Having chosen Inga umbellifera as the study organism for our NBAF-funded project to test the use of hybrid baits for recovery of DNA sequences from herbarium material, we had to pick a set of herbarium specimens from which to extract DNA. The funding we had received would allow us to make and sequence about 30 libraries, but in order to test the methods thoroughly we wanted to include replicates, and test DNA extraction types, methods for repairing degraded DNA, and other library preparation variables. So, instead of sequencing 30 different specimens, we selected only seven (listed below), ranging from only 6 years to 180 years in age. For the two most recent samples, from 2009 and 2004, silica-dried tissue collections had also been made. One of these had already been sequenced by Nicholls et al. (submitted), and the other we included as part of our study so that direct comparisions could be made between sequence data from silica-dried and herbarium material, to see if there were measurable differences in sequence quality, or mutations introduced by DNA degradation processes.
2009: no. 16L 145, FRENCH GUIANA, Inselberg Grand Plateau (E) – we had both silica-dried tissue and the herbarium material for this collection. The green colour of the herbarium material in the picture can be an indication that the plant has been dried quickly (as long as the initial leaf colour was green!).
2004: Kyle Dexter no. 401, PERU, Madre De Dios, Los Amigos Biological Station, floodplain (E) – we had both silica-dried tissue and the herbarium material for this collection. The herbarium material still appeared quite green.
1991: Tello 2608, PERU, Departamento Ica: Provincia Ica (E)
1948: FDBG no. 5682, GUIANA (K)
1932: Lawrance no. 260, COLOMBIA, N.W. Chapor: Boyaca, 100 miles NW of Bogota (E) – the plant tissue that we were given by the RBGE Herbarium staff for our DNA extractions from this plant can be seen on the specimen image, contained in a packet on the lower right hand side. It’s essentially dross of broken up plant parts, including bits of flowers and leaves, and some things that were harder to identify. This specimen is an ISOTYPE for the name Inga lawranceana Britton & Killip, which is a SYNONYM of Inga umbellilfera.
1840: Hostmann no. 1711, SURINAME (K) – this leaf has been taken from a herbarium sheet. The two images show the underside (with the veins visible) and the upper side of the leaf. It appears to have been stuck surface-down, as there is glue residue visible on the upper leaf surface. This leaf appears completely brown.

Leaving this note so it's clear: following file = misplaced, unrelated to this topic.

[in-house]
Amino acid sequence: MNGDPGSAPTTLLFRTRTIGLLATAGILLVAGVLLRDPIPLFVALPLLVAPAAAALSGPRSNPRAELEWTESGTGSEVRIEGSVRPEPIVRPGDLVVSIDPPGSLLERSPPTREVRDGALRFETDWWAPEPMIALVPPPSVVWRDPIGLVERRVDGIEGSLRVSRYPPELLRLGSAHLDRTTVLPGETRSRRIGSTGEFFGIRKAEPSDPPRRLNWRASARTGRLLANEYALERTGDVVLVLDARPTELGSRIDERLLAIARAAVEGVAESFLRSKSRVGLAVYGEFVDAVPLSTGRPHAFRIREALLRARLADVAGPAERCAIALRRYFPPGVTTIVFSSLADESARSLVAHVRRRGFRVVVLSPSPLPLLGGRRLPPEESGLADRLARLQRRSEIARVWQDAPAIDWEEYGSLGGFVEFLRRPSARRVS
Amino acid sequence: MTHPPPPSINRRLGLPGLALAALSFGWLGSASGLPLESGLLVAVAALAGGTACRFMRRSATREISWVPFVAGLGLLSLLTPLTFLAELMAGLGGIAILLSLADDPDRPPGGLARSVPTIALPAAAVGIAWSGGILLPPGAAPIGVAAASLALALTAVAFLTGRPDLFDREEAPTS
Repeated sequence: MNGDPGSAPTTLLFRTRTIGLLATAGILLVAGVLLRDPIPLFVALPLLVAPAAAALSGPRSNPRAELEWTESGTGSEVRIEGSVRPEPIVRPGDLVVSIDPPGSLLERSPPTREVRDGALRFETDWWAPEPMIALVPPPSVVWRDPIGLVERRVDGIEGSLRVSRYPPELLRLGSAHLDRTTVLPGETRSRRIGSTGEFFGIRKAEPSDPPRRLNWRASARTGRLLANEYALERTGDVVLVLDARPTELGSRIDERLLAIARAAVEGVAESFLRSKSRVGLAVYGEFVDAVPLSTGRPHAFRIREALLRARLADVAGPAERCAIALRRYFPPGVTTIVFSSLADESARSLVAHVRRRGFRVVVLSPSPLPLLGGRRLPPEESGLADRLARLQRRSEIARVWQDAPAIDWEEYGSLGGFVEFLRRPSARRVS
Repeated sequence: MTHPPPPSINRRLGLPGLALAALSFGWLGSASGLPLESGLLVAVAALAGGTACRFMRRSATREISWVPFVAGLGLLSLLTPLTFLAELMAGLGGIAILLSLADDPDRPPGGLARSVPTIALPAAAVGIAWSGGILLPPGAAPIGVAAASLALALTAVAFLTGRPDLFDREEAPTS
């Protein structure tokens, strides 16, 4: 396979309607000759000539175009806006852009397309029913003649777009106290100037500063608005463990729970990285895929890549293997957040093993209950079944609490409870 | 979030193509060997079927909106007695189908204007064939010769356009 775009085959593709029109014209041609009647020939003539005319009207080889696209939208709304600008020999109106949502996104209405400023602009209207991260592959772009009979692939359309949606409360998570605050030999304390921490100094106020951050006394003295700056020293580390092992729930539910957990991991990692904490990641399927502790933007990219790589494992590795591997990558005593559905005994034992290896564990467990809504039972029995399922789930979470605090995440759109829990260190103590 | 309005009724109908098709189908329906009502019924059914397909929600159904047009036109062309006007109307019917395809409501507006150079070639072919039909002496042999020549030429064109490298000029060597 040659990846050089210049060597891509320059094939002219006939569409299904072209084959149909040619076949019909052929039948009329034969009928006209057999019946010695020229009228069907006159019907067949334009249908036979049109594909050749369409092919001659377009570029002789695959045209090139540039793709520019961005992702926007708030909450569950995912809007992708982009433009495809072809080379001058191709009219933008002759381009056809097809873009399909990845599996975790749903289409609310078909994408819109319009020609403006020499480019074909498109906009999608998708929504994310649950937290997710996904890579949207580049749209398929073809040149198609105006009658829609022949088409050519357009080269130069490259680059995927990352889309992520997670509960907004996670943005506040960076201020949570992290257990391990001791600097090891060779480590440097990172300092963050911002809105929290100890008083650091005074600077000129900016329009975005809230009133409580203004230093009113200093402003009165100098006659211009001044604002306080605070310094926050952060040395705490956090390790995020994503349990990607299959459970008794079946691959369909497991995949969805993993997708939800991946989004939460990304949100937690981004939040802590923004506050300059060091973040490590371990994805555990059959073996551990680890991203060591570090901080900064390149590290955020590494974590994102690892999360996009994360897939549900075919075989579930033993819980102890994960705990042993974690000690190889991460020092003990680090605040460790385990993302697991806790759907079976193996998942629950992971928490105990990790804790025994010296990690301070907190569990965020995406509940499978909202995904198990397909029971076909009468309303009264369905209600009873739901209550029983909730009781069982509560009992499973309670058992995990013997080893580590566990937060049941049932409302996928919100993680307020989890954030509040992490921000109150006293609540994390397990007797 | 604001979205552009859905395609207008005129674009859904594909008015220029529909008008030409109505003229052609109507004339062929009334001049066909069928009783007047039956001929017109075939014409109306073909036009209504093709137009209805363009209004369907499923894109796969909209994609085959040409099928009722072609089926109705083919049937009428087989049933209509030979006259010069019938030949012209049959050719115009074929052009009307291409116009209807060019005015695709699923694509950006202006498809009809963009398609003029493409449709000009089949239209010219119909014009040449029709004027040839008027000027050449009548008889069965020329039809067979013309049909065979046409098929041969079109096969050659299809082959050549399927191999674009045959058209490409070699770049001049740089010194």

1835: Matthews no. 1593, PERU, Departamento San Martín: Provincia San Martín, Tarapato (E)
James A. Nicholls, R. Toby Pennington, Erik J.M. Koenen, Colin E. Hughes, Jack Hearn, Lynsey Bunnefeld, Kyle G. Dexter, Graham N. Stone & Catherine A. Kidner. 2015. Using targeted enrichment of nuclear genes to increase phylogenetic resolution in the neotropical rain forest genus Inga (Leguminosae: Mimosoideae). Frontiers in Plant Science 6: 710. doi: 10.3389/fpls.2015.00710
Capturing Genes from Herbaria. I. What it’s all about. http://stories.rbge.org.uk/archives/16411
Capturing Genes from Herbaria. II. Inga. http://stories.rbge.org.uk/archives/16427
Capturing Genes from Herbaria. III. The samples. http://stories.rbge.org.uk/archives/16441
Capturing Genes from Herbaria. IV. DNA. http://stories.rbge.org.uk/archives/16470
Capturing Genes from Herbaria. V. Fragmenting the DNA. http://stories.rbge.org.uk/archives/16525
Capturing Genes from Herbaria. VI. Size Selection. http://stories.rbge.org.uk/archives/16645
Capturing Genes from Herbaria. VII. Comparisons. http://stories.rbge.org.uk/archives/16737
Capturing Genes from Herbaria. VIII. Amplification. http://stories.rbge.org.uk/archives/16788
Capturing Genes from Herbaria. IX. Hybrid capture. http://stories.rbge.org.uk/archives/17298
Capturing Genes from Herbaria. X. An update. http://stories.rbge.org.uk/archives/20751
Capturing Genes from Herbaria. XI. Some metagenomics of a herbarium specimen. http://stories.rbge.org.uk/archives/20817